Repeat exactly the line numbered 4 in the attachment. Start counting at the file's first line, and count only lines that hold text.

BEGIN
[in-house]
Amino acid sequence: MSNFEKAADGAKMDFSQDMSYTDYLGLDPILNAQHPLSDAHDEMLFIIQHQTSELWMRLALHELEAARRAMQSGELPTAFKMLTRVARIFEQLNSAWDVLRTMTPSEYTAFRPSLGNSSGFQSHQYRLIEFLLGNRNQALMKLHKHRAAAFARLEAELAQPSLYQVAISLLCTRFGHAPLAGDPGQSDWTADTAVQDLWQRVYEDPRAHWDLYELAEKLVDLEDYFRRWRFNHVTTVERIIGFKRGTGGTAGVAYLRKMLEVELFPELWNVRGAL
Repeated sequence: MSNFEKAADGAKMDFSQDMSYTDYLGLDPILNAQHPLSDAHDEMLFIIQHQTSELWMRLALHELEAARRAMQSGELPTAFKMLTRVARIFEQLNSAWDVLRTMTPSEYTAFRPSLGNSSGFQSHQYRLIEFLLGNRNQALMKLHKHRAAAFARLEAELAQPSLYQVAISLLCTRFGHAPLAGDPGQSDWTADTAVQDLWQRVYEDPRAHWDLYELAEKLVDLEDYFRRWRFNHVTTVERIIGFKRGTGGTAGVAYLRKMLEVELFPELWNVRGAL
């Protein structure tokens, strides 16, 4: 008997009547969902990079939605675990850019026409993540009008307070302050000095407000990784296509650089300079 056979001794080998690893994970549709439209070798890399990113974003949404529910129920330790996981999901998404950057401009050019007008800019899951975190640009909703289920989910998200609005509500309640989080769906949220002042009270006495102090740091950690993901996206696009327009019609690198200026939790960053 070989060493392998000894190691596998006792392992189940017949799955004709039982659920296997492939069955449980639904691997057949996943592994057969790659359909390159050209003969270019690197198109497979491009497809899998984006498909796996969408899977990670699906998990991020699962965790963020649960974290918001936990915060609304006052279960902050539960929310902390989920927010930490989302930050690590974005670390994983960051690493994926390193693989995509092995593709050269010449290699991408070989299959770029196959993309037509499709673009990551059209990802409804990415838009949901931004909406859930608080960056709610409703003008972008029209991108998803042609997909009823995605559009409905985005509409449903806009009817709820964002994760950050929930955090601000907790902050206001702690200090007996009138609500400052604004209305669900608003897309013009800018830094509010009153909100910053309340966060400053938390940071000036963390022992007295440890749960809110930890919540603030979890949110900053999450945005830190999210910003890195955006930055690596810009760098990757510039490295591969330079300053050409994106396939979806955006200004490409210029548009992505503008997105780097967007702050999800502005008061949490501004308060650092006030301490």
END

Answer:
């Protein structure tokens, strides 16, 4: 008997009547969902990079939605675990850019026409993540009008307070302050000095407000990784296509650089300079 056979001794080998690893994970549709439209070798890399990113974003949404529910129920330790996981999901998404950057401009050019007008800019899951975190640009909703289920989910998200609005509500309640989080769906949220002042009270006495102090740091950690993901996206696009327009019609690198200026939790960053 070989060493392998000894190691596998006792392992189940017949799955004709039982659920296997492939069955449980639904691997057949996943592994057969790659359909390159050209003969270019690197198109497979491009497809899998984006498909796996969408899977990670699906998990991020699962965790963020649960974290918001936990915060609304006052279960902050539960929310902390989920927010930490989302930050690590974005670390994983960051690493994926390193693989995509092995593709050269010449290699991408070989299959770029196959993309037509499709673009990551059209990802409804990415838009949901931004909406859930608080960056709610409703003008972008029209991108998803042609997909009823995605559009409905985005509409449903806009009817709820964002994760950050929930955090601000907790902050206001702690200090007996009138609500400052604004209305669900608003897309013009800018830094509010009153909100910053309340966060400053938390940071000036963390022992007295440890749960809110930890919540603030979890949110900053999450945005830190999210910003890195955006930055690596810009760098990757510039490295591969330079300053050409994106396939979806955006200004490409210029548009992505503008997105780097967007702050999800502005008061949490501004308060650092006030301490």